“If we can teach them not to be afraid of the person in the uniform, we just made their life easier and made the officer’s life easier because now we’re learning about autism, how to interact with children with autism, how to communicate,” Santiago said.

He explained

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Amarillo special needs students impacted by COVID-19 in classroom

AMARILLO, Texas (KFDA) – Changes being made to the classroom this year are impacting students with disabilities more than others.

The pandemic is impacting special needs students and teachers in the classroom.

© Provided by Amarillo KFDA-TV
The pandemic is impacting special needs students and teachers in the classroom.

A psychotherapist says what some may feel while wearing a mask or being separated from friends could be magnified for children with autism.


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“It causes a lot of anxiety and stress with these children. Not just children with autism but all children in general because children love predictability, they love structure, they thrive in it,” said Annette Nunez, psychotherapist.

Children with special needs are experiencing more challenges than most students this school year.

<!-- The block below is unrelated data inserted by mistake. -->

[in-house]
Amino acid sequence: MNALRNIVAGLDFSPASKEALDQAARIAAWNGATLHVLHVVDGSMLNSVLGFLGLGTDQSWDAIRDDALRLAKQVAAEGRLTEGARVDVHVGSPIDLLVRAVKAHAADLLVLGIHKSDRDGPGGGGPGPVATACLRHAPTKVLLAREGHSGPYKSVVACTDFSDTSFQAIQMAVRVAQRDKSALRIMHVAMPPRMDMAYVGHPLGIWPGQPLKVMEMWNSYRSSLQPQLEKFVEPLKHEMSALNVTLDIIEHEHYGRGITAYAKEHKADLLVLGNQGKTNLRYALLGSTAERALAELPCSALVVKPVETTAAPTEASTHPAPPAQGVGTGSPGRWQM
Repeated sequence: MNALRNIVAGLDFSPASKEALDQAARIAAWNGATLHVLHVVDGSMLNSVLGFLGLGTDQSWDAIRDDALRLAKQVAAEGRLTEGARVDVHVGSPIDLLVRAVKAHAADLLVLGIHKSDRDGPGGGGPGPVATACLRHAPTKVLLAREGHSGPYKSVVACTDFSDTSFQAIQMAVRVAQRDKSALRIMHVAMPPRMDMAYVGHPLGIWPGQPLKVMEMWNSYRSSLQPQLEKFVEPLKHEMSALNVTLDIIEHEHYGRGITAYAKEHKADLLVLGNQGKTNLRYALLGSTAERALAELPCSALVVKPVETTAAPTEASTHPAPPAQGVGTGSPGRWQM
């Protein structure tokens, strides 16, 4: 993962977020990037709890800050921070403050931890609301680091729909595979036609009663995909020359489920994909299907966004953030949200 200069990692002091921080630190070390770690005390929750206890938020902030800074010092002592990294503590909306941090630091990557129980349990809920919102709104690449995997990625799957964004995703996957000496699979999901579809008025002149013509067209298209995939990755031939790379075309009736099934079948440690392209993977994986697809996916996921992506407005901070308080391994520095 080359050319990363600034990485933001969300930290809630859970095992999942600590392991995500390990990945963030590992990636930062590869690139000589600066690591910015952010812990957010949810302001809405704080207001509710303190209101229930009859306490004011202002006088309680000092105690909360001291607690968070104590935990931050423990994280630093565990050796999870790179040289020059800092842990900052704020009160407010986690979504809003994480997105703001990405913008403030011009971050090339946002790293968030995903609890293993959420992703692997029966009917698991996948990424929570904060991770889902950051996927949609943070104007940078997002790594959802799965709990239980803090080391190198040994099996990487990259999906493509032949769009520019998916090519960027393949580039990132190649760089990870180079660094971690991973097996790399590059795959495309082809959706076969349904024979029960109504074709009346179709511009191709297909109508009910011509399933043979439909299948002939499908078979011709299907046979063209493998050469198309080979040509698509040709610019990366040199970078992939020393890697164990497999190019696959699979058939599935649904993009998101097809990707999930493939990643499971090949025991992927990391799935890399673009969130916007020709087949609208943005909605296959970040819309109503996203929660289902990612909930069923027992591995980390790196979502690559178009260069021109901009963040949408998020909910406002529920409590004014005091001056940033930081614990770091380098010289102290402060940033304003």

The same can be said for special education teachers.

“The teachers are working for the most part during the day with the kiddos that are in class and they have scheduled times that they get to work with

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Special education students begin return to school – The Item – telegram.com

REGION — More than 200 special education students across the Wachusett Regional School District returned to school classrooms on Oct. 5 for in-person learning, along with a large number of support staff including teachers, school psychologists, nurses, Applied Behavioral Analysis (ABA) paraprofessionals and other paraprofessionals, and speech, occupational, and physical therapists.

“We have districtwide safety procedures and school-specific safety procedures,” said Christine Smith, Wachusett’s administrator of special education. “All staff have been trained on the proper use of and disposal of PPE and sanitizing. We have new routines for students and staff, but everyone is ready. I have been saying since March, together we can climb this mountain, and today I can say, we are approaching the summit and we are ready to soar.”

Smith, who has been in her role since July 2019, said 124 of those special education students will be transported to their respective schools in vans.